Second coronavirus stimulus check could be coming — what you should do to save more money now

If your loans aren’t forgiven, you still have options. (iStock)

If the Senate passes the HEROES Act — a $3 trillion stimulus bill passed by the House of Representatives — eligible student loan borrowers could get some of their debt wiped off the books. The Act includes forgiveness of $10,000 of federal student loans and $10,000 of private student loans.

While the final decision is currently unknown, there are other steps you can take now to address and even reduce your student loan debt:

Refinance your student loans

If you have a private student loan, you may be able to obtain a lower interest rate or lower your monthly payments if you refinance. To see what kind of rates you qualify for today, plug your information into this free online tool. Note: If you’re currently unemployed or furloughed due to COVID-19, you may not qualify. But if you’re employed and have good credit, it’s an option to consider.


To reduce your interest rate significantly, though, you’ll likely need to take a loan with a shorter term. This could increase your monthly payments, but it would reduce the total amount you would pay. Plus you’ll pay off the loan faster. If you have additional funds, this could be a good option.

If you need to reduce your monthly payment, it could be possible to refinance to a loan with a longer-term. While you would pay more interest over the course of the loan, you’ll have a lower payment, which will free up money. It’s a tradeoff you have to weigh to determine if it makes financial sense for you now.

The variety of plans available can be confusing. Use Credible to compare your refinancing options and shop around for the best lender.

Split your student loan payments to twice a month

If you have the ability to send payments bi-weekly, you can pay off your student loan faster. While loan payments are due monthly, you can split the payment in two and send each half every two weeks. For example, if your payment is $500, send $250 every other week. Since there are 52 weeks in the year, this will result in 13 payments instead of 12 (when paid once a month).


Check your loan documents or call your lender to make sure you can pay this way. You’ll also want to make sure your additional payments are applied to your principal, and not credited for future payments.

If you have private student loans, you may want to look into student loan refinancing as a way to lower your monthly payment. With Credible's free online tool, you can compare multiple lenders and refinance rates within minutes.

Pause your student loan payments

The CARES Act set the interest rate for federal student loans at 0 percent, but you can also pause your payments. Student loan borrowers don’t have to make payments until September 30, 2020. You can also request a refund of student loan payments you made after March 13, 2020, and use the money for other bills.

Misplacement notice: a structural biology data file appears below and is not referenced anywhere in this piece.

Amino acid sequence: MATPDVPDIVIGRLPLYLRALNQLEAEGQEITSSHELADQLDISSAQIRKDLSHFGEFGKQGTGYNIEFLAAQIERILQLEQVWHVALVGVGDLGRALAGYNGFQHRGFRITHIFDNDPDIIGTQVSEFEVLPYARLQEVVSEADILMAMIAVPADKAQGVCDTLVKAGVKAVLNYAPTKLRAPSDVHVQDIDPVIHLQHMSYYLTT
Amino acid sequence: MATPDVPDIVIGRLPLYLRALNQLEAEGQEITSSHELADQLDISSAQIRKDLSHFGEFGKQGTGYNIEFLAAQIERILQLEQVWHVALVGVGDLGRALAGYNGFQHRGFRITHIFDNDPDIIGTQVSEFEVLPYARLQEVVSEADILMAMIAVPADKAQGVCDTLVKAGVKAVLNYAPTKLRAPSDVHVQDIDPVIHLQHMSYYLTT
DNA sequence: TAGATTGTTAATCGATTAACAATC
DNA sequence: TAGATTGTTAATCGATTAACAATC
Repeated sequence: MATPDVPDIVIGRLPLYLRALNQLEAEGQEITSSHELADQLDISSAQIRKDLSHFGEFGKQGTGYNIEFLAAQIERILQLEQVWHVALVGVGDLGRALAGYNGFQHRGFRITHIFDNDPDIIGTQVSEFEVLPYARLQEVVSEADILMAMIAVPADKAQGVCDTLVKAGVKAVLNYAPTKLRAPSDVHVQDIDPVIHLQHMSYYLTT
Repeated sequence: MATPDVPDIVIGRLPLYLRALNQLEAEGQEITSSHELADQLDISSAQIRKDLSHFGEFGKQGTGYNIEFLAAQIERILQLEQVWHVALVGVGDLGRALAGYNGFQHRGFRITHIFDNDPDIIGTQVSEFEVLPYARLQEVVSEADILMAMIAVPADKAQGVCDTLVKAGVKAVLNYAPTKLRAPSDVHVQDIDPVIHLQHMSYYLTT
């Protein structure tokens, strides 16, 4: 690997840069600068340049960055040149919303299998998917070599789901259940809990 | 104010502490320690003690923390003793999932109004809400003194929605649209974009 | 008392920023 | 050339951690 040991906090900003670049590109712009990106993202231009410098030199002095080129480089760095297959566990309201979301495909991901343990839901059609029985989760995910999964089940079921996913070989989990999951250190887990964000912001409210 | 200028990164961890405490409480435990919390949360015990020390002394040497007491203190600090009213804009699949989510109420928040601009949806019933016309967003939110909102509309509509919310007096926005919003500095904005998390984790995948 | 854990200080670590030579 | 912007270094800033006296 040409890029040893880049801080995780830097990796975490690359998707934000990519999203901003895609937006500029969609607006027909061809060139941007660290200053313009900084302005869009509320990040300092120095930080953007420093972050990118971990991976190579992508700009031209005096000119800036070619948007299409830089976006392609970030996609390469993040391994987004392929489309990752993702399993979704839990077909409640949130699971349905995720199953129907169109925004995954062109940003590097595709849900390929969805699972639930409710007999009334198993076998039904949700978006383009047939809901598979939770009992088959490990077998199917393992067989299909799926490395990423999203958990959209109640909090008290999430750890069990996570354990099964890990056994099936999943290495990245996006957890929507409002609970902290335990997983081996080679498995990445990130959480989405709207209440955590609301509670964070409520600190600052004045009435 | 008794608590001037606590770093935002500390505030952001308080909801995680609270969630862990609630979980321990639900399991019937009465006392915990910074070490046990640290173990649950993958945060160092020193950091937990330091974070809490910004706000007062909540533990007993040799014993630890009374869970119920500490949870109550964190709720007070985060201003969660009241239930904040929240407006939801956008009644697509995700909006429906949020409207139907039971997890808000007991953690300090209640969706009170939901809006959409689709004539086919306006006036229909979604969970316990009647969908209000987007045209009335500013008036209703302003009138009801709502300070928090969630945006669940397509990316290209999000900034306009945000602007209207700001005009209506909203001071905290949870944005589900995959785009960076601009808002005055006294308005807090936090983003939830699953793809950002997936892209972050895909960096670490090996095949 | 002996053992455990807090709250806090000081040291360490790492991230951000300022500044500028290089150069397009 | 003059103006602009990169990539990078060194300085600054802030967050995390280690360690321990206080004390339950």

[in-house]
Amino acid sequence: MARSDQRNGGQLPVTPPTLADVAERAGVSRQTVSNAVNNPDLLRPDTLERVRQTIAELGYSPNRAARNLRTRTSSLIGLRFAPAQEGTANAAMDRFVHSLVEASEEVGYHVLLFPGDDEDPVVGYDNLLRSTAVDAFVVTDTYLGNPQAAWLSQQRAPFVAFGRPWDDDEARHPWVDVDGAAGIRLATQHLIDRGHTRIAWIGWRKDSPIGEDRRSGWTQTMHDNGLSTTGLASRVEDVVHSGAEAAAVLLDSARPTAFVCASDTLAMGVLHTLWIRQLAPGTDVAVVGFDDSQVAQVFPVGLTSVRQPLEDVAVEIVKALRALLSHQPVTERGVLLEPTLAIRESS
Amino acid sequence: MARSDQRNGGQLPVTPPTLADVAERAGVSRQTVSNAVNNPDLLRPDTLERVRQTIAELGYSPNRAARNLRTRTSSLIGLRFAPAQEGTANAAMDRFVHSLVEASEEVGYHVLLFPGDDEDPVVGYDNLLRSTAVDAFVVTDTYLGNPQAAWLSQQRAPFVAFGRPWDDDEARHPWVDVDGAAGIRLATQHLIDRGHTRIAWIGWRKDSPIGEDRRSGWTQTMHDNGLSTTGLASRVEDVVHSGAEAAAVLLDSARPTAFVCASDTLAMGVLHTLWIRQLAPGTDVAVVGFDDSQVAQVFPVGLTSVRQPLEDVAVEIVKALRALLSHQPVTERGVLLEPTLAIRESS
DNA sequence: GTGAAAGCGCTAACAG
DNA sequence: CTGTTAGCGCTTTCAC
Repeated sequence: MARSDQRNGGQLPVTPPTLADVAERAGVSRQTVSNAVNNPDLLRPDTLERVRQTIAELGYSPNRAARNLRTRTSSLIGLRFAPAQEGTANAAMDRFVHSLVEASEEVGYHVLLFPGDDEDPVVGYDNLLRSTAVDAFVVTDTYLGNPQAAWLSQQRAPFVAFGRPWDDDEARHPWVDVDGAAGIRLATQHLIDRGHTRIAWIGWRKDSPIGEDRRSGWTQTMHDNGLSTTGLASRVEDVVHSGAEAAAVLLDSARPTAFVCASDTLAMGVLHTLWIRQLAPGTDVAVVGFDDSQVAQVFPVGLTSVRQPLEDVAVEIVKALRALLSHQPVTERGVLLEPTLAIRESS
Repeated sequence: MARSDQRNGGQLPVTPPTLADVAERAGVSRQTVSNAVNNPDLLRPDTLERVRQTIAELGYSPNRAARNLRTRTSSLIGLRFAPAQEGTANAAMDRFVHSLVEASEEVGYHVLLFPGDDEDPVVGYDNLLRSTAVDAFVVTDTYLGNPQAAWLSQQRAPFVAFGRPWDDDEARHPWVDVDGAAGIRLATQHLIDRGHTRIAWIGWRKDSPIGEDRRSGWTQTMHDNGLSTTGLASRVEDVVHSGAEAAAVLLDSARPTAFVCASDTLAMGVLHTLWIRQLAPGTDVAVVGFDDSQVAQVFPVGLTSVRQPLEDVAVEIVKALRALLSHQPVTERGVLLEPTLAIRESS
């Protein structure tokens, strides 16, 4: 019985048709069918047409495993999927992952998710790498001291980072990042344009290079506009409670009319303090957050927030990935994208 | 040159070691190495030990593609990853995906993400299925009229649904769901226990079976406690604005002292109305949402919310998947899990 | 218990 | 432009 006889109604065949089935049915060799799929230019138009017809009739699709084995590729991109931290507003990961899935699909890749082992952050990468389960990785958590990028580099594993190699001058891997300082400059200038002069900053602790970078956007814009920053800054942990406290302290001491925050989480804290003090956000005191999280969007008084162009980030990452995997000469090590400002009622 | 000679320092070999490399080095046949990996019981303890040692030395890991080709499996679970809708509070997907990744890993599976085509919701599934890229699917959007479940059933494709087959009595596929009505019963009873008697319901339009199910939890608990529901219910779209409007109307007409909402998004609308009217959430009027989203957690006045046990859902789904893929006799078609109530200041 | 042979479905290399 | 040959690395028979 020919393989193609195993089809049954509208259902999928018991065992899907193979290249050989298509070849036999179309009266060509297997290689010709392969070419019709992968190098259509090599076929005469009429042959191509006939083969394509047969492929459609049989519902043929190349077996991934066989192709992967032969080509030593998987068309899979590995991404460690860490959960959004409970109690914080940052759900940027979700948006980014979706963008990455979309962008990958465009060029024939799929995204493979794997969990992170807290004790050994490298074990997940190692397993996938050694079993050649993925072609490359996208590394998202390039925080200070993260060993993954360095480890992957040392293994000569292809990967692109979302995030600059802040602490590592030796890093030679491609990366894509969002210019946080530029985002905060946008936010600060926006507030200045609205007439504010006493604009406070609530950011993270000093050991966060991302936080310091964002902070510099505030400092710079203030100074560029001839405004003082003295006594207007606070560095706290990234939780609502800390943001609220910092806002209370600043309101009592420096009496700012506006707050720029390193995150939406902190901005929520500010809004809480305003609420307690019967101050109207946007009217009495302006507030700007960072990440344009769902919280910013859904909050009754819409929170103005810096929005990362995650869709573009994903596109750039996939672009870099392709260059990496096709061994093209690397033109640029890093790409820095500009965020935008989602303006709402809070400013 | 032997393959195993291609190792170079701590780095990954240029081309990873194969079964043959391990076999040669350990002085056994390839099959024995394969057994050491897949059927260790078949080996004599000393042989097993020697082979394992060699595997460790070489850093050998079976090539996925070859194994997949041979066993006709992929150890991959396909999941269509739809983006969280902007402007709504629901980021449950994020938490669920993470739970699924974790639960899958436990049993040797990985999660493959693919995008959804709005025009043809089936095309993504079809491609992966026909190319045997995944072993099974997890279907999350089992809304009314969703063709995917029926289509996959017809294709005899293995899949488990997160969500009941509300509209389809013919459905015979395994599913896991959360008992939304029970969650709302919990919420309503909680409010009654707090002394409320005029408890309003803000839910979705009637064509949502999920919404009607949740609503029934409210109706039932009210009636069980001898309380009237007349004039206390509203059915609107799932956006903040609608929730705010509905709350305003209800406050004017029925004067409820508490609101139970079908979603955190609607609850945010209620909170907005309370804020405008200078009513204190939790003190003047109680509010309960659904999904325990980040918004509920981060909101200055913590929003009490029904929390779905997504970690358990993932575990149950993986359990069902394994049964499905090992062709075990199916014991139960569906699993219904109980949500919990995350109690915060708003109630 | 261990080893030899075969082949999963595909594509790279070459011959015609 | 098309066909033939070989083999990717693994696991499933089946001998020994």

If you have FFELP loans, you can apply for a Direct Consolidation Loan, which organizes all of your separate federal student loans into one loan with one monthly payment and a single loan servicer. The drawback to this option is that your interest rate will be calculated on the weighted average of all of your loan rates and rounded up to the nearest .125 percent. Once you have a Direct Consolidation Loan, you are eligible under the CARES Act for 0 percent interest as well as the ability to pause payments.

Enroll in an income-driven repayment plan

If you’re struggling to pay your federal student loans because your income is low, you can enroll in an income-driven repayment plan. Based on your income and family size, payments are set to an amount that is considered affordable.


The government offers four programs — the Income-Based Repayment (IBR), Pay As You Earn (PAYE), Revised Pay As You Earn (REPAYE), and Income-Contingent Repayment (ICR) — with revised monthly payments between 10 and 20 percent of discretionary income, depending on the program.

Receive tax-free student loan forgiveness

Depending on your occupation, you may qualify for forgiveness for federal student loans. For example, U.S. federal, state, local, or tribal government or not-for-profit organization employees might be eligible under the Public Service Loan Forgiveness Program. And teachers at low-income schools or educational service agencies can apply for the Teacher Loan Forgiveness Program. Other forgiveness programs exist, as well, and it’s an option student loan borrowers should investigate.


The Senate is expected to vote on the HEROES Act this month. If your student loan isn’t forgiven, you can take it upon yourself to get rid of it by paying it faster or at a lower interest rate. Consider your education a good investment in your future.